But aside from the day-in, day-out general conduct of our household, there are three specific techniques I have honed that have made our experience with toddlerhood, and specifically age 3 (not sure how "terrible" 2yr olds got a bad wrap when it's the 3yr olds who wreak all the havoc??!) so so SO much easier. If you have toddler(s), or little ones who are approaching this age & stage...take note. If even ONE of these tools works for you, godspeed. 

Three tools to survive age 3

Disclaimer: By no means do I consider myself a parenting expert, but I do aim to lead a calm, confident, courteous household. And these tools help me do that. But I SO do not have it all figured out, so if you have tips & tricks to survive the trenches of toddlerhood, PLEASE - for the love of everything holy - share your wisdom in the comments below! 

1) Timer.

We LOVE the timer. It has saved us SO many power struggles. How you ask? Let me paint you a little picture. 

Me: Okay Ro, ready to go pick up daddy? (/to the grocery store/take the dogs for a walk/whatever takes him away from his current enjoyable activity)

Ro: NOOOOooooOOOOOoooooOOOO! I! Want! To! PLAY! With! YOUUUUuuuuUUUU! (Really? Is the drama necessary?)

Me: (Calmly) We can play when we get home, bud. Come on, put on your shoes & your hat, let's go! 

Ro: (Frantically) NOOOOOOoooooooOOOOOOOOoooooooOOOOOOO! 

Me: (Insert my broken-record spiel about using his big-boy voice...then) OK Rowan, we're setting the timer for 2 minutes. 

I set the timer for 2 minutes, sit down and play with him with all of my focus, presence, attention, and best superhero voices & sound effects. The timer goes off and he quietly puts down the toys, heads to the door, puts on his shoes and happily says "Let's go, Mom!"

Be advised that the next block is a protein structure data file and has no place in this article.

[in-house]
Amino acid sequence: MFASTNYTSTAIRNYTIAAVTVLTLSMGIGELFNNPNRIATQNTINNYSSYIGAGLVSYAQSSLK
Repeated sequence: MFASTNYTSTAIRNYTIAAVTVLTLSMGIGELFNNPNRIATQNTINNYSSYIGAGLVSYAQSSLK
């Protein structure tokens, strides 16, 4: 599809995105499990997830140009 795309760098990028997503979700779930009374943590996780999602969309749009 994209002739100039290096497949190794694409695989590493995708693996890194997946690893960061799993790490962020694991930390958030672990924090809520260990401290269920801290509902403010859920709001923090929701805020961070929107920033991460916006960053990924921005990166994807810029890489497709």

Now, I know the cardinal rule is to never negotiate with toddlers. And I also know there are times when negotiation isn't appropriate and there's no time for a timer. But let's be honest - I'm a libra! I thrive on compromise and balance. Most of the time, if the choice is: spend 2 minutes fulfilling his needs (while having fun myself) OR spend those same 2 minutes battling with him (while wanting to poke my eyeballs out), I choose the former. 

Cooperative child: check.

I strive to lead a calm, confident, courteous household. 

This sends the message to him that I respect and value his desires. That's a powerful message, and I hope this understanding will serve our relationship for years to come. Everyone's needs are met and then we can happily go about our day together. Just like Carrie says on Sex and the City, “That’s the thing about needs. Sometimes when you get them met, you don’t need them anymore.”

2) Decisions. 

Toddlerhood is all about independence; separating from their parents and being their own autonomous lil person. It is absolutely breathtaking (and a little heartbreaking) to watch your little baby blossom into a self-sufficient little dude (or lady) who doesn't want or need your help. 

It's also frustrating as hell. (Excuse my language, but we're all adults here and I spend a lot of time with a toddler, so...) We can't do things as quickly or efficiently as either of us would like, and on top of MY frustration I need to deal with HIS frustration as he learns to navigate these new big-boy abilities and expectations.